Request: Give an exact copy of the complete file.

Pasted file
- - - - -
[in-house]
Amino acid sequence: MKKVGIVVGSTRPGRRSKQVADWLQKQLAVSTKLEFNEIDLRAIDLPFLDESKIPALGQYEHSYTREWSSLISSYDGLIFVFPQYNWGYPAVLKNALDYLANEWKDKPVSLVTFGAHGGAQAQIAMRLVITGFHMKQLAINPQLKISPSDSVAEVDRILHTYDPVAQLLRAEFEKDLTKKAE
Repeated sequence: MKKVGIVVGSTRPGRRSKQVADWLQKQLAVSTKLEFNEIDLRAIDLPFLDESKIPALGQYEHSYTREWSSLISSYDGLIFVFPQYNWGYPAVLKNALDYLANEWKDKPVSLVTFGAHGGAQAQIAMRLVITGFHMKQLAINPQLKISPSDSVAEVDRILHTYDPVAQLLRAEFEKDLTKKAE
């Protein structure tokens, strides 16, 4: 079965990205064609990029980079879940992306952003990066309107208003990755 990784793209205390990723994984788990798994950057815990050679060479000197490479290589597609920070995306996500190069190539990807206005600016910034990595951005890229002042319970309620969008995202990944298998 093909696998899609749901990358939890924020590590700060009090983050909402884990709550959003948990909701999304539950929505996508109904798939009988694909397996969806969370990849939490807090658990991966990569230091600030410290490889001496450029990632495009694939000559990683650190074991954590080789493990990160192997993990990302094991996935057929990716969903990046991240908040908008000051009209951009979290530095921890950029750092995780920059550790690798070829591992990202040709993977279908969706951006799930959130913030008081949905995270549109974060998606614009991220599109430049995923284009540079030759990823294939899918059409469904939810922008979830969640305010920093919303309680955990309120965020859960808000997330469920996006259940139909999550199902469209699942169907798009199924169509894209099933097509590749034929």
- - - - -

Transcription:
[in-house]
Amino acid sequence: MKKVGIVVGSTRPGRRSKQVADWLQKQLAVSTKLEFNEIDLRAIDLPFLDESKIPALGQYEHSYTREWSSLISSYDGLIFVFPQYNWGYPAVLKNALDYLANEWKDKPVSLVTFGAHGGAQAQIAMRLVITGFHMKQLAINPQLKISPSDSVAEVDRILHTYDPVAQLLRAEFEKDLTKKAE
Repeated sequence: MKKVGIVVGSTRPGRRSKQVADWLQKQLAVSTKLEFNEIDLRAIDLPFLDESKIPALGQYEHSYTREWSSLISSYDGLIFVFPQYNWGYPAVLKNALDYLANEWKDKPVSLVTFGAHGGAQAQIAMRLVITGFHMKQLAINPQLKISPSDSVAEVDRILHTYDPVAQLLRAEFEKDLTKKAE
């Protein structure tokens, strides 16, 4: 079965990205064609990029980079879940992306952003990066309107208003990755 990784793209205390990723994984788990798994950057815990050679060479000197490479290589597609920070995306996500190069190539990807206005600016910034990595951005890229002042319970309620969008995202990944298998 093909696998899609749901990358939890924020590590700060009090983050909402884990709550959003948990909701999304539950929505996508109904798939009988694909397996969806969370990849939490807090658990991966990569230091600030410290490889001496450029990632495009694939000559990683650190074991954590080789493990990160192997993990990302094991996935057929990716969903990046991240908040908008000051009209951009979290530095921890950029750092995780920059550790690798070829591992990202040709993977279908969706951006799930959130913030008081949905995270549109974060998606614009991220599109430049995923284009540079030759990823294939899918059409469904939810922008979830969640305010920093919303309680955990309120965020859960808000997330469920996006259940139909999550199902469209699942169907798009199924169509894209099933097509590749034929």